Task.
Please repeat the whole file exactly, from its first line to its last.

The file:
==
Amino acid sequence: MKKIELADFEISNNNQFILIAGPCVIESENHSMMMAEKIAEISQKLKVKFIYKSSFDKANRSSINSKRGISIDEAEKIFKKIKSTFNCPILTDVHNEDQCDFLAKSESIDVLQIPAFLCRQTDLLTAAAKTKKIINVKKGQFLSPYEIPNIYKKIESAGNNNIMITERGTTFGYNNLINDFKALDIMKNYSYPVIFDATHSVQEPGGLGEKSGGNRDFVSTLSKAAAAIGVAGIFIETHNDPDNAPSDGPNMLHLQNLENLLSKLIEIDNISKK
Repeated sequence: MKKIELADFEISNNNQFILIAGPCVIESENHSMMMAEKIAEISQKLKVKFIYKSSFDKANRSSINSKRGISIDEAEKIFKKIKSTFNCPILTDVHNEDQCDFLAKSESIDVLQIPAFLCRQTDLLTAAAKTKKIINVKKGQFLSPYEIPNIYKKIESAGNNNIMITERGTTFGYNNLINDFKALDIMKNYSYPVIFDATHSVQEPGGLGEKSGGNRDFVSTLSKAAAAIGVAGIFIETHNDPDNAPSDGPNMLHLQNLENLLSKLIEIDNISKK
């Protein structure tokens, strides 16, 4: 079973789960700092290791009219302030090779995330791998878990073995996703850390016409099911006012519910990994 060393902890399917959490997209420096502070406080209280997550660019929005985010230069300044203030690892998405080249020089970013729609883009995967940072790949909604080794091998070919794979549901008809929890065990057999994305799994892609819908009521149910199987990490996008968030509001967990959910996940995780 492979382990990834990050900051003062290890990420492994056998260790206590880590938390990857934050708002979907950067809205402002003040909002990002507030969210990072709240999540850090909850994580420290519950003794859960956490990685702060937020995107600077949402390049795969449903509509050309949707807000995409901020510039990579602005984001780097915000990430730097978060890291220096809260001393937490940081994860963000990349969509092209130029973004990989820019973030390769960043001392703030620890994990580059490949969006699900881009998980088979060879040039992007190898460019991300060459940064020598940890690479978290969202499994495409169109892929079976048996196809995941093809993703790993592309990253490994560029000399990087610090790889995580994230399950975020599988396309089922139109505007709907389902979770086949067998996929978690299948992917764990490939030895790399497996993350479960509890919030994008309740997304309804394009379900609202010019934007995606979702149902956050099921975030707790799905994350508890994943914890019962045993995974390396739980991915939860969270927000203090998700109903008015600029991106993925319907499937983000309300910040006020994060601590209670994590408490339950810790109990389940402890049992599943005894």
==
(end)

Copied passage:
Amino acid sequence: MKKIELADFEISNNNQFILIAGPCVIESENHSMMMAEKIAEISQKLKVKFIYKSSFDKANRSSINSKRGISIDEAEKIFKKIKSTFNCPILTDVHNEDQCDFLAKSESIDVLQIPAFLCRQTDLLTAAAKTKKIINVKKGQFLSPYEIPNIYKKIESAGNNNIMITERGTTFGYNNLINDFKALDIMKNYSYPVIFDATHSVQEPGGLGEKSGGNRDFVSTLSKAAAAIGVAGIFIETHNDPDNAPSDGPNMLHLQNLENLLSKLIEIDNISKK
Repeated sequence: MKKIELADFEISNNNQFILIAGPCVIESENHSMMMAEKIAEISQKLKVKFIYKSSFDKANRSSINSKRGISIDEAEKIFKKIKSTFNCPILTDVHNEDQCDFLAKSESIDVLQIPAFLCRQTDLLTAAAKTKKIINVKKGQFLSPYEIPNIYKKIESAGNNNIMITERGTTFGYNNLINDFKALDIMKNYSYPVIFDATHSVQEPGGLGEKSGGNRDFVSTLSKAAAAIGVAGIFIETHNDPDNAPSDGPNMLHLQNLENLLSKLIEIDNISKK
């Protein structure tokens, strides 16, 4: 079973789960700092290791009219302030090779995330791998878990073995996703850390016409099911006012519910990994 060393902890399917959490997209420096502070406080209280997550660019929005985010230069300044203030690892998405080249020089970013729609883009995967940072790949909604080794091998070919794979549901008809929890065990057999994305799994892609819908009521149910199987990490996008968030509001967990959910996940995780 492979382990990834990050900051003062290890990420492994056998260790206590880590938390990857934050708002979907950067809205402002003040909002990002507030969210990072709240999540850090909850994580420290519950003794859960956490990685702060937020995107600077949402390049795969449903509509050309949707807000995409901020510039990579602005984001780097915000990430730097978060890291220096809260001393937490940081994860963000990349969509092209130029973004990989820019973030390769960043001392703030620890994990580059490949969006699900881009998980088979060879040039992007190898460019991300060459940064020598940890690479978290969202499994495409169109892929079976048996196809995941093809993703790993592309990253490994560029000399990087610090790889995580994230399950975020599988396309089922139109505007709907389902979770086949067998996929978690299948992917764990490939030895790399497996993350479960509890919030994008309740997304309804394009379900609202010019934007995606979702149902956050099921975030707790799905994350508890994943914890019962045993995974390396739980991915939860969270927000203090998700109903008015600029991106993925319907499937983000309300910040006020994060601590209670994590408490339950810790109990389940402890049992599943005894």